The insured “fully complied with all terms, conditions, and duties imposed upon her by her Auto Policy.” She “’continually’ provided medical records and reports to Defendant, ‘outlining her injuries, special damages, medical expenses, as well as evidencing her physical pain and suffering’ and has cooperated with Defendant ‘in every way throughout the life of her claims.’”

The insured made the following bad faith allegations:

  1. Failing to properly investigate [the] claim upon notification of same;

  2. Refusing to pay [the] claims without conducting a reasonable investigation based upon all available information;

  3. Failing to promptly and objectively evaluate [the] claims;

  4. Unreasonably delaying the objective and fair evaluation of [the] claim;

  5. Causing unreasonably [sic] delay in all aspects of the handling of [the] claim;

  6. Dilatory and abusive claims handling;

  7. Conducting an unfair, unreasonable and dilatory investigation of [the] claims;

  8. Failing to act in good faith to effectuate prompt, fair, and equitable settlement of [the] claim;

  9. Ignoring competent and overwhelming medical evidence substantiating [the insured’s] injuries and resulting disability;

  10. Ignoring competent and overwhelming medical evidence that injuries the [insured] sustained in the subject motor vehicle have not resolved.

The carrier moved to dismiss the bad faith claim, arguing the foregoing was mere boilerplate that did not meet federal plausible pleading standards.  Judge Mariani disagreed.

First he has no problem in finding the complaint sets out an underinsured motorist coverage claim, and the insured fully complied with the policy and her duties in cooperating with the insurer by “continually” providing medical records that laid out the details of her injuries.

Next, Judge Mariani finds the complaint alleges that despite the insured’s compliance, “Defendant failed to properly investigate her claim, refused to pay her but did not conduct a reasonable investigation, and failed to promptly and objectively evaluate her claim but instead delayed evaluating her claim. Plaintiff further alleges that Defendant’s investigation of her claim was ‘unfair, unreasonable and dilatory’ and that Defendant ignored the medical evidence substantiating her injuries and resulting disability.”

This was enough to state a plausible claim. Although the complaint was “sparse with respect to the bad faith claim, the Complaint contains sufficient well-pleaded factual allegations to ‘nudge[ ]’ Plaintiffs’ claim ‘across the line from conceivable to plausible….” [Note: Judge Mariani quotes this same language in his March 2021 Chuplis decision, summarized here.]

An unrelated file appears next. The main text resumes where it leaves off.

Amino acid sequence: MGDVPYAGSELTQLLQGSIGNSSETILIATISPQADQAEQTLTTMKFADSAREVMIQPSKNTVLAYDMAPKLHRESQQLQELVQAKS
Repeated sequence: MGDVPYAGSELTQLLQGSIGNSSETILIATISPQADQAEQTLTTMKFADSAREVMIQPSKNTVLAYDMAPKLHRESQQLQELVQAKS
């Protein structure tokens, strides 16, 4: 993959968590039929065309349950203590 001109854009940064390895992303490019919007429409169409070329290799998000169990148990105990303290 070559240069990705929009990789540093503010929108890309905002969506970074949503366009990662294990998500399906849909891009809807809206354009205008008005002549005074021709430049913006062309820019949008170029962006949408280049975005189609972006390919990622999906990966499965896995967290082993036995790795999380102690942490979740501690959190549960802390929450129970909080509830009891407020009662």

For anyone pleading a bad faith claim, or seeking to dismiss such a claim, it is worthwhile to compare this opinion with Judge Pratter’s Brown opinion, summarized yesterday, or the myriad other cases finding the pleading either lacked, or reached, plausibility.

Date of Decision:  June 10, 2021

Dougherty v. American States Insurance Company, U.S. District Court Middle District of Pennsylvania No. 3:20-CV-2166, 2021 WL 2383229 (M.D. Pa. June 10, 2021) (Mariani, J.)

BAD FAITH CLAIM PROCEEDS EVEN AFTER CONTRACT CLAIM DISMISSED FOR UNTIMELY FILING (Western District)

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The insurer denied auto theft coverage based on an exclusion.  The insured sued for breach of contract and bad faith, and also alleged breach of a fiduciary duty. The carrier moved to dismiss the breach of contract and bad faith claims, and to strike the fiduciary duty language.

The court dismissed the breach of contract claim for failing to bring action within the time period required under the policy.

The court, however, allowed the insured’s bad faith claim to proceed.  The bad faith claim was based on an unreasonable investigation theory.  The court stated:

“On the existing record at this early stage of the litigation, [the insured] states a plausible claim for coverage and, while he will have to prove his bad faith claim by ‘clear and convincing evidence,’ … the allegations in the Complaint that [the insurer] failed to investigate his claim and knowingly set the date of loss outside the policy period “may … show bad faith.’ … Because [the] well-pleaded assertions of unreasonable claims processing and investigation adequately state a plausible bad faith claim under Section 8371, dismissal is not warranted and the Motion to Dismiss Count II of the Complaint is denied.”